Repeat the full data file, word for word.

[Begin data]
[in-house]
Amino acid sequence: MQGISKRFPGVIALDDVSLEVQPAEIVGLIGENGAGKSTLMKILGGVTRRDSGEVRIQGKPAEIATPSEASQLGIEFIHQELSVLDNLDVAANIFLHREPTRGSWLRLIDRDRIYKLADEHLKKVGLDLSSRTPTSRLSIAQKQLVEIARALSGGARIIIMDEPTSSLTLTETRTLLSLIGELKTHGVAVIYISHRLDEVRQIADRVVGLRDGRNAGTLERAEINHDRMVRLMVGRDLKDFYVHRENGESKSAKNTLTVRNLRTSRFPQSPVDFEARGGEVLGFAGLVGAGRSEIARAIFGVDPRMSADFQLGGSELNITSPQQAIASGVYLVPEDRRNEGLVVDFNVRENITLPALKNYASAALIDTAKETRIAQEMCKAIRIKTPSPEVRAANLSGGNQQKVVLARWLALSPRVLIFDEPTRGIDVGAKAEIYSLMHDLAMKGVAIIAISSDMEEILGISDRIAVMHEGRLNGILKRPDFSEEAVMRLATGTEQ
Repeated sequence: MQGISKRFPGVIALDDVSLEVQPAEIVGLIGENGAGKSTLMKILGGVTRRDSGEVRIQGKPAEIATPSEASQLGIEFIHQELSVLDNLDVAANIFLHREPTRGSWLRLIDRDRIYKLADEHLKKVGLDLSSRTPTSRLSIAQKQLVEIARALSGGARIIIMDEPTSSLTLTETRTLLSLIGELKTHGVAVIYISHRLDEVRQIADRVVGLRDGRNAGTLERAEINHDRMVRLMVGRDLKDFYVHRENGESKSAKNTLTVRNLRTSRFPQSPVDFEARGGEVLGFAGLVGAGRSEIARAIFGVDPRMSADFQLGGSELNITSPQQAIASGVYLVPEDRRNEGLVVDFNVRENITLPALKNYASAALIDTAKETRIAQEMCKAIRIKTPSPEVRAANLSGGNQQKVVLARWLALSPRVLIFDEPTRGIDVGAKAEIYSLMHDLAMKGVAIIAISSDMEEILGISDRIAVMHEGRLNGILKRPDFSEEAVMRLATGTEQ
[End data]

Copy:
[in-house]
Amino acid sequence: MQGISKRFPGVIALDDVSLEVQPAEIVGLIGENGAGKSTLMKILGGVTRRDSGEVRIQGKPAEIATPSEASQLGIEFIHQELSVLDNLDVAANIFLHREPTRGSWLRLIDRDRIYKLADEHLKKVGLDLSSRTPTSRLSIAQKQLVEIARALSGGARIIIMDEPTSSLTLTETRTLLSLIGELKTHGVAVIYISHRLDEVRQIADRVVGLRDGRNAGTLERAEINHDRMVRLMVGRDLKDFYVHRENGESKSAKNTLTVRNLRTSRFPQSPVDFEARGGEVLGFAGLVGAGRSEIARAIFGVDPRMSADFQLGGSELNITSPQQAIASGVYLVPEDRRNEGLVVDFNVRENITLPALKNYASAALIDTAKETRIAQEMCKAIRIKTPSPEVRAANLSGGNQQKVVLARWLALSPRVLIFDEPTRGIDVGAKAEIYSLMHDLAMKGVAIIAISSDMEEILGISDRIAVMHEGRLNGILKRPDFSEEAVMRLATGTEQ
Repeated sequence: MQGISKRFPGVIALDDVSLEVQPAEIVGLIGENGAGKSTLMKILGGVTRRDSGEVRIQGKPAEIATPSEASQLGIEFIHQELSVLDNLDVAANIFLHREPTRGSWLRLIDRDRIYKLADEHLKKVGLDLSSRTPTSRLSIAQKQLVEIARALSGGARIIIMDEPTSSLTLTETRTLLSLIGELKTHGVAVIYISHRLDEVRQIADRVVGLRDGRNAGTLERAEINHDRMVRLMVGRDLKDFYVHRENGESKSAKNTLTVRNLRTSRFPQSPVDFEARGGEVLGFAGLVGAGRSEIARAIFGVDPRMSADFQLGGSELNITSPQQAIASGVYLVPEDRRNEGLVVDFNVRENITLPALKNYASAALIDTAKETRIAQEMCKAIRIKTPSPEVRAANLSGGNQQKVVLARWLALSPRVLIFDEPTRGIDVGAKAEIYSLMHDLAMKGVAIIAISSDMEEILGISDRIAVMHEGRLNGILKRPDFSEEAVMRLATGTEQ